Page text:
The initial indictment alleged that Walker-Halstead told the client she was working with was a Nebraska State Patrol captain and that the captain was a potential romantic suitor for the client. When Walker-Halstead suggested the captain needed money, the client gave the money and Walker-Halstead did not provide the services promised.

Walker-Halstead obtained $856,080.22 from the client through her alleged misrepresentations and used the money to make personal purchases and to pay for her personal gambling expenditures.

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Posted by on November 17, 2015 in Investigations


Woman charged with fraud and theft from cancer support charity


A Glendale woman was accused of stealing money from a non-profit cancer support charity after being arrested Nov. 4.
Melissa Talal, 42, was indicted by a grand jury, said the Arizona Attorney General’s Office, on two counts of fraudulent schemes and artifices and one count of theft.
A judge issued an arrest warrant for Talal’s arrest and she is being held on $25,000 bond. It was unclear if she had representation.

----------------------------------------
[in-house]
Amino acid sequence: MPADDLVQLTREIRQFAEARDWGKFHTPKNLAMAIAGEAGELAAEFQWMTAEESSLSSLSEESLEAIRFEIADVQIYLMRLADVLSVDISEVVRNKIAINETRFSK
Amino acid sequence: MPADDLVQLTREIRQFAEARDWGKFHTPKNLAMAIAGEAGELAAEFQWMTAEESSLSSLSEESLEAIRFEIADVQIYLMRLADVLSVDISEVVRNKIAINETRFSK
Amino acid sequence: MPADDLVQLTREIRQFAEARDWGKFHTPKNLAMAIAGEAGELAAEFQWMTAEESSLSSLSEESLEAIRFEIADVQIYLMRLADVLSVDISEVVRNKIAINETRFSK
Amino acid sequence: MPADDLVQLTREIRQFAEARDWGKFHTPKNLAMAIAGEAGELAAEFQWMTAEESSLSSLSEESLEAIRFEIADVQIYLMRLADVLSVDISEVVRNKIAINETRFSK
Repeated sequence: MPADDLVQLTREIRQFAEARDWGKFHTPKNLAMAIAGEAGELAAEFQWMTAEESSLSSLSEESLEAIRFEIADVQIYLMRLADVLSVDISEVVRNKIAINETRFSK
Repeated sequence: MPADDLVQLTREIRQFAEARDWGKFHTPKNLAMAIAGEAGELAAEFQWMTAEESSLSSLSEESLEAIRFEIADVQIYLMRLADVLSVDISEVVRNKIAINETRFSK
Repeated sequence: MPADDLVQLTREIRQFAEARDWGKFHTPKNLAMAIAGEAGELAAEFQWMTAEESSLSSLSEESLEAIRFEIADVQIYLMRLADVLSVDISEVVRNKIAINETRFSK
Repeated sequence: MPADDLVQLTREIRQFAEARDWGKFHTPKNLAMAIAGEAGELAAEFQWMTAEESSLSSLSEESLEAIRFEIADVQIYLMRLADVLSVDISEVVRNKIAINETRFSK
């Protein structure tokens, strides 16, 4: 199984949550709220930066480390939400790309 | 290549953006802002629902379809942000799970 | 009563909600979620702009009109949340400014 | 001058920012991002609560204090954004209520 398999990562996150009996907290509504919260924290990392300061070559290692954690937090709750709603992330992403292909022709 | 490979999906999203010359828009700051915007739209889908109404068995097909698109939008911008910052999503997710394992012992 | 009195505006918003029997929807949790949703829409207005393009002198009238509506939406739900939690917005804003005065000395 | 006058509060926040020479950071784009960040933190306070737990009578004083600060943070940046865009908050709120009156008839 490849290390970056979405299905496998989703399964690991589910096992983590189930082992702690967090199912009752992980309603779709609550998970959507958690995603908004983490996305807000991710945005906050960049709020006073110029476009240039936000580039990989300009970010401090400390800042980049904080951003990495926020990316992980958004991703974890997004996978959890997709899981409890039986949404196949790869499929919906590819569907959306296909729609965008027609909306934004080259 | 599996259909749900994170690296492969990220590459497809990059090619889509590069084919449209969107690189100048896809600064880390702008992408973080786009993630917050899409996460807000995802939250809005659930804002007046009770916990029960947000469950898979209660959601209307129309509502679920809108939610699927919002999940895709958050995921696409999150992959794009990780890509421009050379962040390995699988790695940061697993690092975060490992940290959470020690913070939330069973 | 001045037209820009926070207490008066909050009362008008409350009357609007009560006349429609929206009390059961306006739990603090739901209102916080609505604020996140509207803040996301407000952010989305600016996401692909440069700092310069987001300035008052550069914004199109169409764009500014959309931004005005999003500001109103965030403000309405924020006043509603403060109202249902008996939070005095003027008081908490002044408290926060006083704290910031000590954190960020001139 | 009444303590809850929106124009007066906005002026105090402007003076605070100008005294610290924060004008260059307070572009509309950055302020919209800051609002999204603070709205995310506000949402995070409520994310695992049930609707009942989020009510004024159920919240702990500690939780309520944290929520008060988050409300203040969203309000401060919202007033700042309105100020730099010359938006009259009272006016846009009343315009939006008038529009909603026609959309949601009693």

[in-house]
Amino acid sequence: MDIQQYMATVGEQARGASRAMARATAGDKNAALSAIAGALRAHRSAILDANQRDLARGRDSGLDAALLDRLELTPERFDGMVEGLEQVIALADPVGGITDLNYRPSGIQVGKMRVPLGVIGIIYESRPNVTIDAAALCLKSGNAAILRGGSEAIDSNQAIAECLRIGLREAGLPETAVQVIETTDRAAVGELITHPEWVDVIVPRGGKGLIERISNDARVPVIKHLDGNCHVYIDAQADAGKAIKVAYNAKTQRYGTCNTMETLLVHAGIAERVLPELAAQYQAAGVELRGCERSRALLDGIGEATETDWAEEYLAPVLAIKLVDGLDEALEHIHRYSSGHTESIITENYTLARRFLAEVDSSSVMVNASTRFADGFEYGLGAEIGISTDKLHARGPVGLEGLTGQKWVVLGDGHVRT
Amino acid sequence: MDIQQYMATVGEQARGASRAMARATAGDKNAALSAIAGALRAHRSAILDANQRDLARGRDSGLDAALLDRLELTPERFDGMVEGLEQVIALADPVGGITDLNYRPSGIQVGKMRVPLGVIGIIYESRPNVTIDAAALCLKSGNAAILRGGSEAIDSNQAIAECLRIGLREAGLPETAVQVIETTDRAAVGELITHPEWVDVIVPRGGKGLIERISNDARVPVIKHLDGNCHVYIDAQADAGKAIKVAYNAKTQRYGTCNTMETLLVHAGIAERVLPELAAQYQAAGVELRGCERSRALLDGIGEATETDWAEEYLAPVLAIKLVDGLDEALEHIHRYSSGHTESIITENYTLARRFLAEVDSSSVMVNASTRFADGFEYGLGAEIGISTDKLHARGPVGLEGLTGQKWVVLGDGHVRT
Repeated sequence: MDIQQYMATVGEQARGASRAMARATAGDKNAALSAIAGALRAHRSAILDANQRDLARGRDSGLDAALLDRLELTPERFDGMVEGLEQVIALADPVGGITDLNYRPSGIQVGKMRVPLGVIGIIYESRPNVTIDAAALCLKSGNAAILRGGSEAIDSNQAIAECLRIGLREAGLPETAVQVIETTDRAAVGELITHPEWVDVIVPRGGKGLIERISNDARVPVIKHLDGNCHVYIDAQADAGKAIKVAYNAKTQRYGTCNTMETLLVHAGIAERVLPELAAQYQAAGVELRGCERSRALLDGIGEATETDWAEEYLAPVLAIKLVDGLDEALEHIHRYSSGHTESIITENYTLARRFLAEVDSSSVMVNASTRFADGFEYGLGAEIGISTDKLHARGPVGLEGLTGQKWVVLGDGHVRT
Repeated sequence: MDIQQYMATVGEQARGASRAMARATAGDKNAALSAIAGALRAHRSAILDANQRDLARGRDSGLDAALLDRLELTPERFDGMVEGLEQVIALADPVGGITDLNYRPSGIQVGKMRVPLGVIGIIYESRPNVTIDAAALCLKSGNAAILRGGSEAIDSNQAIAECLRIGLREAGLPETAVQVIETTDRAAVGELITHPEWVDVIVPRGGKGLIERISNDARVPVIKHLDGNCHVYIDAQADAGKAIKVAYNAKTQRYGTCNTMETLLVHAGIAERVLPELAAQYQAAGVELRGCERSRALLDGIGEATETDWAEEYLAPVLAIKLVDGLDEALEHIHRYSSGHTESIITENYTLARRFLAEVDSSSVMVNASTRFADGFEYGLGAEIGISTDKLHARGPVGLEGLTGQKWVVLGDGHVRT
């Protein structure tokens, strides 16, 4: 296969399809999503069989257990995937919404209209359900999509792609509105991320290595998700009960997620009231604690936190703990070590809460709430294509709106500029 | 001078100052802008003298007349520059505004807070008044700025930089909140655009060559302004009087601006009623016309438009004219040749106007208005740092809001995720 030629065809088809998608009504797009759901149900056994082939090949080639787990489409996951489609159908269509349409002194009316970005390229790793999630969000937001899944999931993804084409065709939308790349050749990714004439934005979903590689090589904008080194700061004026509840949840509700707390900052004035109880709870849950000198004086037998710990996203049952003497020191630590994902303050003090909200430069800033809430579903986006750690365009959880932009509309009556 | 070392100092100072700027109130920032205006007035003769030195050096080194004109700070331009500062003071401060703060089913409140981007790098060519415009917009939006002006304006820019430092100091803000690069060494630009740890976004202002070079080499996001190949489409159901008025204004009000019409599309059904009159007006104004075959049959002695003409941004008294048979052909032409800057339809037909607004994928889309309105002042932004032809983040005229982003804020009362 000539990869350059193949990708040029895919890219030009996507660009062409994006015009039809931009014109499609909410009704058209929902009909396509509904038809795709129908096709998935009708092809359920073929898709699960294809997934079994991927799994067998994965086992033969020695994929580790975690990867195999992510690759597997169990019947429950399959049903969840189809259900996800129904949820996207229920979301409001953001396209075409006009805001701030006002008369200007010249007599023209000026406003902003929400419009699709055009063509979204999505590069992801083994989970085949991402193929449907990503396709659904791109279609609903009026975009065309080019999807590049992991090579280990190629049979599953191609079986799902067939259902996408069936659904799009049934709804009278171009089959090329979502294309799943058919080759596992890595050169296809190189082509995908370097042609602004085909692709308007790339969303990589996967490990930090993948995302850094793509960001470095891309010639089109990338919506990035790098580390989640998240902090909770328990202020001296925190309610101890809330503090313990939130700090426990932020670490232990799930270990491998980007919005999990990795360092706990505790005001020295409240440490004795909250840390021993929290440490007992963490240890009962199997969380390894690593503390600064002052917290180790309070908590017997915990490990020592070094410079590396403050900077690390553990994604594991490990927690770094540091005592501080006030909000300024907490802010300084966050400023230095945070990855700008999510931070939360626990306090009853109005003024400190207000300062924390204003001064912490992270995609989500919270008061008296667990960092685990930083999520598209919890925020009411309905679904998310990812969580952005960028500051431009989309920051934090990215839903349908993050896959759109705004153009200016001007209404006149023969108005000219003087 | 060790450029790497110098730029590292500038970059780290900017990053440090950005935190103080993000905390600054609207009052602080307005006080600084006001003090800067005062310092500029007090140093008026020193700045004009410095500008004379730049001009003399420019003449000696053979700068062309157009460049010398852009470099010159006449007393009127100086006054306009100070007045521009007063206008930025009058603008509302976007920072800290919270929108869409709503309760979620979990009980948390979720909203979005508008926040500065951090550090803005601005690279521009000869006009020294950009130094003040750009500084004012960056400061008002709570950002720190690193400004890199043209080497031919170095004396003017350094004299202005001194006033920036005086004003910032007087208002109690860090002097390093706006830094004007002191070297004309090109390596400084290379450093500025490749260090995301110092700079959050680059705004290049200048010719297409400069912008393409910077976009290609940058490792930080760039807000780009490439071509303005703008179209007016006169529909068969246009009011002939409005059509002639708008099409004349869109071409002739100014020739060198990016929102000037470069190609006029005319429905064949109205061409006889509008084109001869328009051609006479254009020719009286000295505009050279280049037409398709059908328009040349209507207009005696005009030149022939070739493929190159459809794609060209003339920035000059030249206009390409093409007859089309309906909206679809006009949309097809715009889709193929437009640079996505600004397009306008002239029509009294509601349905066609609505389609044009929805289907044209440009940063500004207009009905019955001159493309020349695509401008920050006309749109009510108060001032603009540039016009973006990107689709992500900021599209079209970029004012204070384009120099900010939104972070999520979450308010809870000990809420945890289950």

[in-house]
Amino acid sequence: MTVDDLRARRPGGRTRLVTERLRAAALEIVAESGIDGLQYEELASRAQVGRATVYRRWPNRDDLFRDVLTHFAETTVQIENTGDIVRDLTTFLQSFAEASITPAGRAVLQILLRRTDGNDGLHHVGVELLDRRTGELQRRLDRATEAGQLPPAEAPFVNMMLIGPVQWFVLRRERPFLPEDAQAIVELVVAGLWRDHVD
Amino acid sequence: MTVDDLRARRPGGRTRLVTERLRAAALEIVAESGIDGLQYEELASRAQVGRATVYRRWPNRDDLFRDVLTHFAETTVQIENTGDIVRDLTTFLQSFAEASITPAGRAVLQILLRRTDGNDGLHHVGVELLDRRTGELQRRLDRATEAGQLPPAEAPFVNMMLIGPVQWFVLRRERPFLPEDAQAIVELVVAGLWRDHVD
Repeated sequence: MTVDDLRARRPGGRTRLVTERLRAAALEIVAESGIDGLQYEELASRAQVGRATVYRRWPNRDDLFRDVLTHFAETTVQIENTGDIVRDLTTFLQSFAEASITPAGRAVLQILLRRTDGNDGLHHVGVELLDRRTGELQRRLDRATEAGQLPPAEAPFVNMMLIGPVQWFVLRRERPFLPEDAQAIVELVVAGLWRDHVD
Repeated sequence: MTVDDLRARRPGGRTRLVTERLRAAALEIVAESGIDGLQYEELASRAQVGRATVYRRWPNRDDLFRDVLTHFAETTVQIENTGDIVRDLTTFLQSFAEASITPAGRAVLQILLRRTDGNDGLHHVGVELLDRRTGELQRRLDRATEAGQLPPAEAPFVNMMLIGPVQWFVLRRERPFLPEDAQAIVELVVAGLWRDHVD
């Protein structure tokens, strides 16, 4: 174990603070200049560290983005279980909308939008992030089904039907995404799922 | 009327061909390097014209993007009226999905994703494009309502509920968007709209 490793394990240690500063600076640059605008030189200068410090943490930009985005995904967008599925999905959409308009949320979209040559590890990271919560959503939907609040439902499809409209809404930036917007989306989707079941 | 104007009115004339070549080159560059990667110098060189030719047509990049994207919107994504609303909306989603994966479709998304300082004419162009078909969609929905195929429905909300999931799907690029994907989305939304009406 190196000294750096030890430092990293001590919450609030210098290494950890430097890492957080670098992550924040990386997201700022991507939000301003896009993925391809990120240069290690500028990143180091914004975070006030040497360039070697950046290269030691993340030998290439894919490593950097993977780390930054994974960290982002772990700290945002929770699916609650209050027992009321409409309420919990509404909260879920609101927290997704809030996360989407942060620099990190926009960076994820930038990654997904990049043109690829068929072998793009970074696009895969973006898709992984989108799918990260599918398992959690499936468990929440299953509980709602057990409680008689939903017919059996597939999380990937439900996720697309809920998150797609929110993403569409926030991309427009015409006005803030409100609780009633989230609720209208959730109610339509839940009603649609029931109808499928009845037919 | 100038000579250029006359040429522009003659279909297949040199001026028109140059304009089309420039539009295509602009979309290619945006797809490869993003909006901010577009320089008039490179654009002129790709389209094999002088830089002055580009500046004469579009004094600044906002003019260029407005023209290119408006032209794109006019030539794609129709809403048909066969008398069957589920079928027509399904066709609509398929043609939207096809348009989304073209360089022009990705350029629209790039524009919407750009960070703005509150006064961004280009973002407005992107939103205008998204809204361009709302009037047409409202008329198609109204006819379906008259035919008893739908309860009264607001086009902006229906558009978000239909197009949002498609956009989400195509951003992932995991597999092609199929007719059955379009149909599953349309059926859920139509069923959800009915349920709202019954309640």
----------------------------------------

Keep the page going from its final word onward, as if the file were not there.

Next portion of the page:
Talal started working in September 2006 as a finance coordinator for Cancer Support Community Arizona, a non-profit organization that provides support for individuals diagnosed with cancer and their families.
According to a spokesperson in the Attorney General’s Office, Talal had complete access to CSCAZ bookkeeping and finances.
The spokesperson said that from March 2007 to March 2012, Talal took credit cards and made more than $200,000 in unauthorized personal purchases for items such as concert tickets, clothing, electronic items and gifts for family and friends. She was also accused of paying herself more than $40,000 that she was not entitled to.

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Posted by on November 17, 2015 in Charity Fraud